Syllis similisunzima, Martín & Lucas & Hutchings, 2023

Martín, Guillermo San, Lucas, Yolanda & Hutchings, Pat, 2023, The genus Syllis Savigny in Lamarck, 1881 (Annelida: Syllidae: Syllinae) from Australia (Part 3): new species and redescription of previously described species, Zootaxa 5230 (3), pp. 251-295 : 282-285

publication ID 10.11646/zootaxa.5230.3.1

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scientific name

Syllis similisunzima

sp. nov.

Syllis similisunzima View in CoL n. sp.

Figures 17 View FIGURE 17 , 18 View FIGURE 18

Material examined. AUSTRALIA. NEW SOUTH WALES: NSW 3382 , Pittwater, pontoon 400 m east of The Basin, 33° 36’ 09” S, 151° 17’ 49” E, coll. 4 May 2009, 11.9 m, hand collected on SCUBA, scraping of pontoon, Holotype AM. W.35404; Sydney Harbour , White Bay Berth 3, 33° 51’ 47” S, 151° 11’ 00” E, coll. 5 March 2009, 11.8 m, hand collected on SCUBA, scraping of wharf, AM W.53806, 5 paratypes. GoogleMaps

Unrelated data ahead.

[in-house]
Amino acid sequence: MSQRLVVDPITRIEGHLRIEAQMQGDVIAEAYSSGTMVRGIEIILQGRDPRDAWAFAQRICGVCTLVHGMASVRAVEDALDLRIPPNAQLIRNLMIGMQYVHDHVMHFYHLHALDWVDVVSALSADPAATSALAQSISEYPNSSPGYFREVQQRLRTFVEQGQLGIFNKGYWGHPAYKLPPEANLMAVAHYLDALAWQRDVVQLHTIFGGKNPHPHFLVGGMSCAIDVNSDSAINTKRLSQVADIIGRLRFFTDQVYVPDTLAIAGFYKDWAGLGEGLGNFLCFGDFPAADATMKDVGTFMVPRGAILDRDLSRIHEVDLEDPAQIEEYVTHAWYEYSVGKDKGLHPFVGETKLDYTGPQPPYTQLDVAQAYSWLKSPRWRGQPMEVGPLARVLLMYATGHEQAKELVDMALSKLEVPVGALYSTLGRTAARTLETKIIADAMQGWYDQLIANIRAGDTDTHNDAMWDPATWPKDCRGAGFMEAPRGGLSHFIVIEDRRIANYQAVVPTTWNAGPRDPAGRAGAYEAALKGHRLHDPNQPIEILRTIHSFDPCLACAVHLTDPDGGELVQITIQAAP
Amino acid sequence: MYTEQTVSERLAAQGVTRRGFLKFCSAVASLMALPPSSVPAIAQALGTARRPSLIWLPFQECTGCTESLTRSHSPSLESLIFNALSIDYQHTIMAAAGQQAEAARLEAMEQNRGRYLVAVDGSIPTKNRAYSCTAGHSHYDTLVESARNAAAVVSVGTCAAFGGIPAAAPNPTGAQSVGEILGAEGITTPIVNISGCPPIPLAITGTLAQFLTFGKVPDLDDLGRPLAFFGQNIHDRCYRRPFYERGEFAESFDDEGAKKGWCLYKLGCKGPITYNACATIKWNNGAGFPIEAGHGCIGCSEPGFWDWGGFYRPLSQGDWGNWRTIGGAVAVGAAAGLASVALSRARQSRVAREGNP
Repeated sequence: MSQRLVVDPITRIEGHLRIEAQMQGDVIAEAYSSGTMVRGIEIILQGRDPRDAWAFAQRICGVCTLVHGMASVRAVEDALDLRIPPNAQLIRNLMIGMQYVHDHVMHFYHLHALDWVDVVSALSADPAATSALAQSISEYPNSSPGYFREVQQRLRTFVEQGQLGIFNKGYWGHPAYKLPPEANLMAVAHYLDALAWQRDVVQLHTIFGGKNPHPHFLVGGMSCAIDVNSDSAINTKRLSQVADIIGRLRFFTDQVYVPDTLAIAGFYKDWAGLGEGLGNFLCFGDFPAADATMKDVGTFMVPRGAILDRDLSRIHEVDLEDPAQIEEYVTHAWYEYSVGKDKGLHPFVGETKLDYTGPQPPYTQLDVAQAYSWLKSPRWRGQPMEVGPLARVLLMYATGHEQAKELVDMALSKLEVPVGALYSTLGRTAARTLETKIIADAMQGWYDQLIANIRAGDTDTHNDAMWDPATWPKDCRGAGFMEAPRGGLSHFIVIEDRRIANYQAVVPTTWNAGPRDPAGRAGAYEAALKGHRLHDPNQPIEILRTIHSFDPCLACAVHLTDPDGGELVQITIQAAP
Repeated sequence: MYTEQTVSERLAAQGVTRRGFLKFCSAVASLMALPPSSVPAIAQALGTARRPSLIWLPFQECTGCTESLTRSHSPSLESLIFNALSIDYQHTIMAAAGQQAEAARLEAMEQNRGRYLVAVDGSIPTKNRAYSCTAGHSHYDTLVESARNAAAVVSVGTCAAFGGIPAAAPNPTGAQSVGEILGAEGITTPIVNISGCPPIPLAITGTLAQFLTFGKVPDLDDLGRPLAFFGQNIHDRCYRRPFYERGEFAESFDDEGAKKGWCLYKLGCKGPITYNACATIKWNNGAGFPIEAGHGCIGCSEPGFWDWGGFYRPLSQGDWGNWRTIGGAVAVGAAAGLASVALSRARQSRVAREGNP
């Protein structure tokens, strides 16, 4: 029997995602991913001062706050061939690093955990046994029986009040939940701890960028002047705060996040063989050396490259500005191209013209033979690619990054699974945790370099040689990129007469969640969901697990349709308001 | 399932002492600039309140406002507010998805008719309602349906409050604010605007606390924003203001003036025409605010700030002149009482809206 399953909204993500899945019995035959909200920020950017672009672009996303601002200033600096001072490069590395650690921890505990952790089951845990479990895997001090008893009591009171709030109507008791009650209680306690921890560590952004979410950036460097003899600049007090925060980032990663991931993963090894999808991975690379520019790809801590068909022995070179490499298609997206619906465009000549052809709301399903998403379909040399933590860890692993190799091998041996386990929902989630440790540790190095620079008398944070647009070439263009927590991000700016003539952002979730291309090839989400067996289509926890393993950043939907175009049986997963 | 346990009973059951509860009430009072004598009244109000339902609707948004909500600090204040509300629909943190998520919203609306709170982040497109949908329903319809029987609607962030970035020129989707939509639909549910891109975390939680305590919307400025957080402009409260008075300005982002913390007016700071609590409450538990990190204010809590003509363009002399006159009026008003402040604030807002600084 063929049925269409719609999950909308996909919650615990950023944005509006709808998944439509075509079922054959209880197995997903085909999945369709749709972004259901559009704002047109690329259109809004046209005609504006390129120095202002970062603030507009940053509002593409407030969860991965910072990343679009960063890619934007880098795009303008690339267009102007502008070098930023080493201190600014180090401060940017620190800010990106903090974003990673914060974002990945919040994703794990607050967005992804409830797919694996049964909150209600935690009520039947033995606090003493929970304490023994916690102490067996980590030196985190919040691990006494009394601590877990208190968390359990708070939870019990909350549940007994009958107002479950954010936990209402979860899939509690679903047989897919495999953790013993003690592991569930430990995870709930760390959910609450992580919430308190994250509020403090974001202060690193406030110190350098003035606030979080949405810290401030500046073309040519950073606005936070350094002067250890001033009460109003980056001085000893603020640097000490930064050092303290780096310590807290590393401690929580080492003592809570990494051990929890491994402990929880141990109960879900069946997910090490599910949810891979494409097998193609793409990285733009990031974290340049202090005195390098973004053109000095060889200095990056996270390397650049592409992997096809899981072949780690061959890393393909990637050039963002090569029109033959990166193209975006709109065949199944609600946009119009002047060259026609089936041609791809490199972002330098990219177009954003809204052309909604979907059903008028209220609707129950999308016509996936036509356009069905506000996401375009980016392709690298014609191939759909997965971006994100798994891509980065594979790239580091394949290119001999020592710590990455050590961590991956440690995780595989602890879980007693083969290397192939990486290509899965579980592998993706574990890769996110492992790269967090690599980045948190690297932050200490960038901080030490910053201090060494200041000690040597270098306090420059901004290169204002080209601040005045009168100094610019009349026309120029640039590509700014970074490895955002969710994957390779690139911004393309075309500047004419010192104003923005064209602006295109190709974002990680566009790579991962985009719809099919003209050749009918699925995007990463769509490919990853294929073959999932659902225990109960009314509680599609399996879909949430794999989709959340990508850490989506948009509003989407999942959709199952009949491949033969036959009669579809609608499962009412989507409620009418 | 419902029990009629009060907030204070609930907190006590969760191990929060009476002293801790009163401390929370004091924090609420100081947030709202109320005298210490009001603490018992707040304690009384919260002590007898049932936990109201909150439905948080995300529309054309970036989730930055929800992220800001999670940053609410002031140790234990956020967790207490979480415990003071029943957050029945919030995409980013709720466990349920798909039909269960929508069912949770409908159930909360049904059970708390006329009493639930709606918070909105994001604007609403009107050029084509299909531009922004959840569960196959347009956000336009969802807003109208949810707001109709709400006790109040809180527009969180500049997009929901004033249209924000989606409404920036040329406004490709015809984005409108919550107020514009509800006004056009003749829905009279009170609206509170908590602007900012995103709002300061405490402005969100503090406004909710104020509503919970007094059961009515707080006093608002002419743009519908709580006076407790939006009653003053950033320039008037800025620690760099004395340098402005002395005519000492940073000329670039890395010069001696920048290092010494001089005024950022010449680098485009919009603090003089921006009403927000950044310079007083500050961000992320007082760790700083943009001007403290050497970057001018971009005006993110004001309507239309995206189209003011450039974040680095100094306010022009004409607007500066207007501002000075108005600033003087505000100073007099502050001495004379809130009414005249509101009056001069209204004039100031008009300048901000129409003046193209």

Diagnosis. Single transversal, purple to brown, band on anterior segments; double band from segments anterior to proventricle backwards. Dorsal cirri long and slender, alternating in length in midbody. Compound chaetae bidentate falcigers, with small proximal tooth and short spines on margin. Posterior aciculae distally rounded, apparently hollow on tips. Pharyngeal tooth located back from anterior margin of pharynx.